I do a big Costco trip at the beginning of the month – some produce, lots of meat, some cheese for the kiddos, a few other necessities.
And I have to admit: I have a tendency to cart peek.
You know what I mean…when you look at the contents of the shopping carts around you and compare them to your own.
Confession: I am very judgemental about people’s grocery carts. More than once, I’ve considered stealing kids whose parents have carts full of nothing but frozen pizzas, Cheetos and Mountain Dew.
But I’m noticing than more often than not, those cart ingredients just make me sad.
Especially when I’m eavesdropping.
Yes, I know. I’m terrible. I want to steal children whose parent’s feed them garbage and I eavesdrop on perfect strangers. All in the name of eating healthy.
I watched a couple at Costco a few weeks ago - both quite obese, the wife with obvious hormonal issues – trying to make good choices by packing their cart with Healthy Choices frozen meals, Egg Beaters, diet sodas…discussing which ones tasted better than others, even reading the ingredient lists. Their cart was full of food products that were all low-fat or no-fat, with chemical sugar replacements and very little real food. In reality, it was a cart full of chemistry experiments.
And it broke my heart.
Obviously, they’re trying.
They’re doing what television and popular culture, the media and the goverment are all telling them to do.
And obviously, they are failing.
Like I’ve failed. So many times.
We’ve been told over and over to restrict our calories, to eat low fat or no fat, to read labels, to eat more whole grains, and to avoid the empty calories for last few decades.
And still, the obesity epidemic has exploded.
the only ‘expert’ on these things is the individual wise enough to examine their chosen way of eating & the effects it has on them. ~unknown
I came across this comment on Pinterest last week, and it struck me. We eat the way the government…or Weight Watchers…or the latest fad diet tell us to, not really paying attention to how it actually makes us feel or our bodies run.
We’re so focused on what we shouldn’t eat that we no longer value food as a source of nutrition. We focus on getting through the day with as little calories as possible, often not caring where those calories come from. Instead of eating a food because of what good it does for our bodies and minds, we’ve turned it into a number game. I know people who would be happy to eat cardboard if it had few enough calories or points.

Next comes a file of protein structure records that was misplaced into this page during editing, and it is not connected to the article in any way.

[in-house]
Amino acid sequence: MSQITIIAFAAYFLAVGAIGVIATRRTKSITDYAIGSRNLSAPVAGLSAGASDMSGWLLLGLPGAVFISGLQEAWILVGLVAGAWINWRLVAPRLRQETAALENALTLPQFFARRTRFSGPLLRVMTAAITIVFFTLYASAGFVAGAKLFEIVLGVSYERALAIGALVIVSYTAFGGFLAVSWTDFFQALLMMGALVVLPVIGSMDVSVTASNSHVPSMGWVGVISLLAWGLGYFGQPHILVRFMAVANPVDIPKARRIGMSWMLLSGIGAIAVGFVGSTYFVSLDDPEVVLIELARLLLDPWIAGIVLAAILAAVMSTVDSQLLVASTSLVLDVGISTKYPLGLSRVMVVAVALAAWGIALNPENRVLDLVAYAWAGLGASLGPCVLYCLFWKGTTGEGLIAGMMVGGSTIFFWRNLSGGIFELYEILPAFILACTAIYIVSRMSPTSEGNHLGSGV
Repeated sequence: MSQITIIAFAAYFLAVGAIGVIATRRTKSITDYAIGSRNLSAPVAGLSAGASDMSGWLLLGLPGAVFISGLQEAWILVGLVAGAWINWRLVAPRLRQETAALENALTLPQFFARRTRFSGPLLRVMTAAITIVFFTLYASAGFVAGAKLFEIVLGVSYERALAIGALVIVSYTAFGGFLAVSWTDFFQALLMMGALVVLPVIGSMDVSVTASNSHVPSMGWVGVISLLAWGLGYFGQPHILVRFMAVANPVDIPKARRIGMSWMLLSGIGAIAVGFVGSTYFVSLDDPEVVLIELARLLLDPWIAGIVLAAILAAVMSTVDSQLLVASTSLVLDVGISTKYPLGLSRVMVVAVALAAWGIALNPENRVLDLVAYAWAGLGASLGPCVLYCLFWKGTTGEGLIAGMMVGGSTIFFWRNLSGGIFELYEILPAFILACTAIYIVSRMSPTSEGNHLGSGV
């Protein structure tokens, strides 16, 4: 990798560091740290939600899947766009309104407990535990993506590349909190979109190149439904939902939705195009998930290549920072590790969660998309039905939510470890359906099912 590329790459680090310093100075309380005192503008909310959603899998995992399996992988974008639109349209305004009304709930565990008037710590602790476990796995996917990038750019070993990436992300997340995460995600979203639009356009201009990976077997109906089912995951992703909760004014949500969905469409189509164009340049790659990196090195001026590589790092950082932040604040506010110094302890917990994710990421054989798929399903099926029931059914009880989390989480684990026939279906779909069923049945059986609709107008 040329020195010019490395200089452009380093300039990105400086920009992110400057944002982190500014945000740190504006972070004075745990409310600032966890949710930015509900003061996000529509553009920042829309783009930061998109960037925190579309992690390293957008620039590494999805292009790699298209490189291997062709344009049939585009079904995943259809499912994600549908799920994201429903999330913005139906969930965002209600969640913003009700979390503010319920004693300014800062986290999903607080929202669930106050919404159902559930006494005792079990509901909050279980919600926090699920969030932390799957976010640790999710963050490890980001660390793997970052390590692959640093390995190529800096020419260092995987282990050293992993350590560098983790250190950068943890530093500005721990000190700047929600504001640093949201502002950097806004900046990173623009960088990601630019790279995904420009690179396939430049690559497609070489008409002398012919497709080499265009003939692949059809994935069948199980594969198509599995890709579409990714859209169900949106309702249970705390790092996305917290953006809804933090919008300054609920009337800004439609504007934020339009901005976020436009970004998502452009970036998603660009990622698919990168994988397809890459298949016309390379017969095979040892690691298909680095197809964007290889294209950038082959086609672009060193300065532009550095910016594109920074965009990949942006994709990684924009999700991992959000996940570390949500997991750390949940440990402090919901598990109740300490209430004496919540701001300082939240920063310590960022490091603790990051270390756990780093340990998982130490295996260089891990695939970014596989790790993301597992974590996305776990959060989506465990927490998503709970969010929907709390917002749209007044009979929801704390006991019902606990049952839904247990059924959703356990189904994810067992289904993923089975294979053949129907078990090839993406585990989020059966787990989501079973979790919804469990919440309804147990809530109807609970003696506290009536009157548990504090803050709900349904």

And we keep doing it all over and over and over…praying that one of these days, it actually works.
One of the things I love about eating a paleo/primal/ancestral diet is that I focus on what each food does for me. Quality and variety are important. Real foods are paramount, and with real food comes real flavor. It’s incredibly personal and customizable because ingrained in the very basics of a paleo or primal or ancestral diet is the knowledge that we need to pay attention.
You can’t do that without realizing how different foods react with your body. I avoid grains because they make my stomach, joints and muscles hurt and they cause me mental fogginess, among other things. Dairy does unpleasant things to my digestion and my skin. And after a few weeks of really paying attention, I’ve seen what oils as opposed to fat do to me. It’s not pretty.
I would love to walk that couple through Costco again – show them how easy it would be to throw together their own Healthy Choice-like bowls with a bag of frozen veggies and some chicken tenders…how to spend a few hours on Sunday afternoon planning and cooking for the week ahead…to skip the Egg Beaters and just eat one of nature’s best foods (unless you’re allergic)…how to eat real foods and see real changes that last.
And I would ask them to pay attention to their bodies - it doesn’t matter if something is only 300 calories if you have no energy and can’t think, are bloated or having stomach issues after you eat it.
We simply have to take the focus off of simply being thin or losing weight, and with that, of counting calories or points.
Our priorities must change.
It’s about health.
About how we’re choosing to fuel our bodies.
Tomorrow, come back and read about my personal Lenten challenge and how it fits with this.